- The British Reception of Russian Culture
IN A PASSAGE she eventually omitted from “Mr. Bennett and Mr. Brown,” Virginia Woolf asks: “After reading Crime and Punishment and The Idiot, how could any young novelist believe in ‘characters’ as [End Page 270] the Victorians had painted them?” Dostoevsky presents “characters without any features at all,” Woolf continues, “we go down into them as we descend into some enormous cavern.” Interestingly, however, Arnold Bennett, John Galsworthy and H. G. Wells—the chief miscreants in her essay—had not only read Dostoevsky but also praised his work as among the most accomplished in the world.
Many other British writers likewise expressed a substantial interest in Russian art during the 1880s, apparently the first decade of sustained attention to Russian literature. The “big four,” it might be argued, included Dostoevsky, Tolstoy, Turgenev and Chekhov. Of course there were others—many others, in fact, as Stuart Young discloses in his contribution to Russia in Britain, 1880–1940: From Melodrama to Modernism.
If the names of these other authors do not come quickly to mind, one reason might be that even at the turn of the nineteenth century Russian literary influence was typically appreciated in a broad, nonspecific way. Generalized awareness of Russian culture often served some useful purpose—as a celebrated social-realist alternative to French naturalism, for example. Noticeably absent was any attention to nuanced implications concerning just how Russian works or influences were actually functioning in Britain as the host culture.
In other words, Russian art was not necessarily perceived (understood, received) the same way abroad as it was in its homeland. It could be said, perhaps, that something got easily lost in translation. The aesthetic idea of Russia often became “a British intellectual commodity that bears little relation to its ostensible source,” Rebecca Beasley and Philip Ross Bullock observe in their introduction. Not only the idea of Russia as an imaginary (even timeless) space but various features found in Russian art (including books, music, dance, paintings) often became subordinated to British cultural paradigms or were deployed (intentionally or unwittingly) to represent British societal concerns.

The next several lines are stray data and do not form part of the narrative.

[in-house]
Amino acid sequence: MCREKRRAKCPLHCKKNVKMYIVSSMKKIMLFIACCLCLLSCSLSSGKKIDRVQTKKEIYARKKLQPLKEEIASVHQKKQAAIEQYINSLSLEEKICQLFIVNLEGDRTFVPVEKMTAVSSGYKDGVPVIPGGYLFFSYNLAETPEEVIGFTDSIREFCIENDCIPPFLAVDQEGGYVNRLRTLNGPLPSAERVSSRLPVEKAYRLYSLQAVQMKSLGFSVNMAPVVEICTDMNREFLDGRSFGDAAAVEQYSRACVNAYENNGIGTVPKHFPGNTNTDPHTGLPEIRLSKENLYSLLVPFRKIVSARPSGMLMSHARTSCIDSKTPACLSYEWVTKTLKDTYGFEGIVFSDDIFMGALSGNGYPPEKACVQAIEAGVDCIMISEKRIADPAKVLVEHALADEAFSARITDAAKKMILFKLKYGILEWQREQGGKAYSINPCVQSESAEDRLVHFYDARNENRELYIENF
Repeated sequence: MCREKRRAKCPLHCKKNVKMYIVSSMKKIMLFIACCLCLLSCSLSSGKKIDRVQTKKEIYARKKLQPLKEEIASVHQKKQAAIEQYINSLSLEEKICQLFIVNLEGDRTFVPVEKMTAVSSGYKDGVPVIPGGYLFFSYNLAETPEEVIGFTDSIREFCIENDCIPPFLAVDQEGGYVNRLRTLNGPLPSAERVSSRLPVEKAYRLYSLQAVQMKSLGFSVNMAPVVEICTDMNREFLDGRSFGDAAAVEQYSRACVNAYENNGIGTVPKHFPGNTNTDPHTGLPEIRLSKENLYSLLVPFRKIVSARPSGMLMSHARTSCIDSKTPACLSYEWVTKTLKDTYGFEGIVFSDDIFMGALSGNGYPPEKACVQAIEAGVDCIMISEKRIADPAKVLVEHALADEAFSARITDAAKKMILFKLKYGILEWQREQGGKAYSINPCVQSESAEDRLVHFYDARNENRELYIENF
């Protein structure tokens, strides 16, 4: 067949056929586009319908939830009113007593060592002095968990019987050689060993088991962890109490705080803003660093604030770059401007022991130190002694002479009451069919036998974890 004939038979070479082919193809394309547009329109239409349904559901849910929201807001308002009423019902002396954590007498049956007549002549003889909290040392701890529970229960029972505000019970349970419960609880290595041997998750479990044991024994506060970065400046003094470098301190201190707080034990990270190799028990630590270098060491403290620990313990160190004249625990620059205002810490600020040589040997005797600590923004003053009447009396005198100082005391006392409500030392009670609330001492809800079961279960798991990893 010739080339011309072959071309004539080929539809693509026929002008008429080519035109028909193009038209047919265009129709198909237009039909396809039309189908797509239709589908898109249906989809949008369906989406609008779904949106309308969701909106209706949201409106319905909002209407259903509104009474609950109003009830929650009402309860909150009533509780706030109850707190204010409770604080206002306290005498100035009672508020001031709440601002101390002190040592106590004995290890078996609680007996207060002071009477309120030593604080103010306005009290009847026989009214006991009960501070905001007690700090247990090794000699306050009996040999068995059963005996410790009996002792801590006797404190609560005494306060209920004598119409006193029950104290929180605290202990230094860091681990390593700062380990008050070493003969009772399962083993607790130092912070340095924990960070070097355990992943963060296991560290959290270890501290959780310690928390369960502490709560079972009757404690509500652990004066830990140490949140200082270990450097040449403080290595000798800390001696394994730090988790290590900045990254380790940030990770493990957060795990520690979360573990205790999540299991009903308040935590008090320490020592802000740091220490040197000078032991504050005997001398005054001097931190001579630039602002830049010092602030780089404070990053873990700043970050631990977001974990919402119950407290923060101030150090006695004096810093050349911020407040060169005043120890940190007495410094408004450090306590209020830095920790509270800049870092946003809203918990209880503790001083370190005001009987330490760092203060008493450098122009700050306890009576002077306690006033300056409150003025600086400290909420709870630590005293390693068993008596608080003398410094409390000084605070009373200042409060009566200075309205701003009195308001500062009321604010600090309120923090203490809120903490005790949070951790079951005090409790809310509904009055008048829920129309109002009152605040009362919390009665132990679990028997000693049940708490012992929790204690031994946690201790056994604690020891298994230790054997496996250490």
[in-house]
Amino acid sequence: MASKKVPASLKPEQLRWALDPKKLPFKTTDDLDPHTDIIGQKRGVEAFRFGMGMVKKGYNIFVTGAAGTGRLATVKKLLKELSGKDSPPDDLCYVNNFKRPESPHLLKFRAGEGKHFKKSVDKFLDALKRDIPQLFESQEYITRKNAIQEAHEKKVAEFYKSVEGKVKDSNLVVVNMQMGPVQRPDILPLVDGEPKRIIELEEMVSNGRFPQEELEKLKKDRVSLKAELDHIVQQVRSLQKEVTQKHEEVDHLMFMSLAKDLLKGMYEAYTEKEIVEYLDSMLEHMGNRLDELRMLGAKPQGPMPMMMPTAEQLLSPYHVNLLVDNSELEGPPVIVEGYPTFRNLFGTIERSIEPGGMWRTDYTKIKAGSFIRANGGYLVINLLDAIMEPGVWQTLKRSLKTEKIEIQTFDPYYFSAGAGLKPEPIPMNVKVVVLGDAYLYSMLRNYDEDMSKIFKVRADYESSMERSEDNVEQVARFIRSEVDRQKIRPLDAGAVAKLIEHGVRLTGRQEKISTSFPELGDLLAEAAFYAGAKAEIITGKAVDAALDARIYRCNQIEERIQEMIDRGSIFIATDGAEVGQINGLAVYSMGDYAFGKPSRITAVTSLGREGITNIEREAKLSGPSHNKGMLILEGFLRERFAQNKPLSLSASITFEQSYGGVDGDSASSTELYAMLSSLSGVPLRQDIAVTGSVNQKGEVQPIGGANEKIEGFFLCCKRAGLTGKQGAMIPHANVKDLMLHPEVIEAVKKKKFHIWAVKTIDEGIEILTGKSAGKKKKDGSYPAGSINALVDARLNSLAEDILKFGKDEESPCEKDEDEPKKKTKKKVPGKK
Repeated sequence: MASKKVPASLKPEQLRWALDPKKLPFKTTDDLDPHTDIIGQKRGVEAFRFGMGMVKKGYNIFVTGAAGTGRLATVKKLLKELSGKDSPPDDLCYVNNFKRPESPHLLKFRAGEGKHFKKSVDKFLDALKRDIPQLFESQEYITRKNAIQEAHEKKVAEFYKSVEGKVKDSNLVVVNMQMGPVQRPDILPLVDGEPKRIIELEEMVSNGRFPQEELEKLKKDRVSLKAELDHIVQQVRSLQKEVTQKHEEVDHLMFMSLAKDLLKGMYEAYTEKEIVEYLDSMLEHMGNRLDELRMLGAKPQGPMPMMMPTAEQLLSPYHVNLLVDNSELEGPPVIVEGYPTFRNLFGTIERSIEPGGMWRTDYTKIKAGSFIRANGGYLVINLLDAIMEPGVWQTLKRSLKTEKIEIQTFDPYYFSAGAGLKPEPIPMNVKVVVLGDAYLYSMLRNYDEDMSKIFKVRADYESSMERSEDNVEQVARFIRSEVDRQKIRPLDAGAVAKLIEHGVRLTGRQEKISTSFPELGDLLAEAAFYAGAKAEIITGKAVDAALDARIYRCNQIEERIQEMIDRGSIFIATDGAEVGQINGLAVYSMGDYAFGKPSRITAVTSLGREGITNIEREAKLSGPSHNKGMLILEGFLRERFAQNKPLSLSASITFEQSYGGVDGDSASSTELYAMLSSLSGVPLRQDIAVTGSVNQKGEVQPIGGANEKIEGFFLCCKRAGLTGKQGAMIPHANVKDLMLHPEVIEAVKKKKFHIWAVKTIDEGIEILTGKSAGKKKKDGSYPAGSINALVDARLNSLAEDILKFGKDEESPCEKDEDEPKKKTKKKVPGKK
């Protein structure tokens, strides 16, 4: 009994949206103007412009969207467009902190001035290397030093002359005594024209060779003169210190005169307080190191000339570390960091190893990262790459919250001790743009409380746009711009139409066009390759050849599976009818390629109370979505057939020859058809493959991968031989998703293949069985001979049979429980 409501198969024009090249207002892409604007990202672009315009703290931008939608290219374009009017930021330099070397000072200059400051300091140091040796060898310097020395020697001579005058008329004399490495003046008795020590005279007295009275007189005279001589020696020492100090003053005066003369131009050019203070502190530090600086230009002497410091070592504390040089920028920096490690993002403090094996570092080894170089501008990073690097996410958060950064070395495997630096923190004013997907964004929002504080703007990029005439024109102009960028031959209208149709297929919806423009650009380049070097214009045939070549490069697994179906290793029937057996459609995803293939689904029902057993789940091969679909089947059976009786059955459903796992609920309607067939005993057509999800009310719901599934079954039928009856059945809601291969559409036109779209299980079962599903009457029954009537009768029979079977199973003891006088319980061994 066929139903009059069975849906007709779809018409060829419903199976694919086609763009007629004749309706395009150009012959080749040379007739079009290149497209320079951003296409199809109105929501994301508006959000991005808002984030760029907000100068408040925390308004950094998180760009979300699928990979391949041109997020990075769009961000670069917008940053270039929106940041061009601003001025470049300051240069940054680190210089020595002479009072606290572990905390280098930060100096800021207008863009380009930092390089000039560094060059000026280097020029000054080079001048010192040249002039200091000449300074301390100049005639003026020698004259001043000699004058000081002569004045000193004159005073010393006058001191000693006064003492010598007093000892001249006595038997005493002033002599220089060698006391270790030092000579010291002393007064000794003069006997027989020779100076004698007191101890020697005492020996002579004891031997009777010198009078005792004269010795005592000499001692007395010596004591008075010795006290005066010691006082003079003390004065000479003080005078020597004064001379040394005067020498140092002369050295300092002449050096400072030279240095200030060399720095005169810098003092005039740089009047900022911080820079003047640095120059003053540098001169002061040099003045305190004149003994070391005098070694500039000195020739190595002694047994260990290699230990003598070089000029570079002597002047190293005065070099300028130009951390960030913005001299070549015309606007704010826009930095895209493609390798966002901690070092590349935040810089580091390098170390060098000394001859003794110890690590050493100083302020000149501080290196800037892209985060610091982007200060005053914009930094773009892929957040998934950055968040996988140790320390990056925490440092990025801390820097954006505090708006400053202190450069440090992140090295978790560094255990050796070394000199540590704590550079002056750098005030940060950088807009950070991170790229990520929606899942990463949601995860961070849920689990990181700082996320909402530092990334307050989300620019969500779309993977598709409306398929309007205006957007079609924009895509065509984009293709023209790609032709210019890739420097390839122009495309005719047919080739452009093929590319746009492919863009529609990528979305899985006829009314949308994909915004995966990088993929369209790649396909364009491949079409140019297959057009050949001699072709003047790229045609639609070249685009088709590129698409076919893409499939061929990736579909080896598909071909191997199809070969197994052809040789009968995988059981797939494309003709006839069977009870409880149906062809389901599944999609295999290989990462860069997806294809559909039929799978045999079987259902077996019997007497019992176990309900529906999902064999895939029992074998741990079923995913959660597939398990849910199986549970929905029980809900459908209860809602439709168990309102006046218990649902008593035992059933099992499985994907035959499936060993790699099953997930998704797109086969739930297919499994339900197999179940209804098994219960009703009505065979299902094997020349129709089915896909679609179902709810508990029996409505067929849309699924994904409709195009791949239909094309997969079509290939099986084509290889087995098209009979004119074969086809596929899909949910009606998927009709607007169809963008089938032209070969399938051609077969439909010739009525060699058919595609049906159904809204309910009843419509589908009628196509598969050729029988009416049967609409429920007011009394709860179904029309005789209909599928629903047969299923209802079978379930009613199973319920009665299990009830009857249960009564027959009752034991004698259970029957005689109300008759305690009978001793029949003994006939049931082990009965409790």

In a reconsideration of the representation of Russian characters on the British stage, for instance, Laurence Senelick focuses on “the incendiary heroine, the love among the anarchists, the police as a constant threat” to reveal how entrenched theatrical stereotypes and melodramatic conventions triumphed over the best intentions of playwrights (including Oscar Wilde and Maurice Baring) to express Russian theatrical influences. In Wilde’s case, Michael Newton indicates, seemingly timeless Russian themes served less as faithful renditions of their [End Page 271] sources than as malleable properties deliberately aimed at confronting Britain’s oppressive culture.
A similar outcome resulted in the British Tolstoyan movement (1890–1910), according to Charlotte Alston. British efforts to apply the principles of nonresistance, brotherhood and fidelity to conscience (regardless of church and state) evidenced a distinctive character defined in part by pressures exerted by local conditions. Fear of dynamic societal changes likewise infiltrated negative reactions to modernist Russian ballet, where Ramsay Burt sees a connection between “lawless bodies” controversially performing on a stage and socially confrontational suffragettes embracing new freedoms in the streets.
In his assessment of H. G. Wells’s interview with Stalin in 1934, Matthew Taunton concludes that the reactions of British intellectuals were far more complex than generally appreciated. The result was hardly a matter of agree or disagree. Taunton also finds that the interactions between literary authors and the governing elite were also more substantial than previously assumed.
The fifteen well-researched and insightful essays in Russia in Britain offer highly accessible doorways to the latest findings about how the resources of one culture can be intentionally or unintentionally utilized by another. One chief paradox of such cultural exchanges is striking: that fascination with an exotic other culture can sometimes lead to change but can also sometimes reinforce the status quo disguised as change.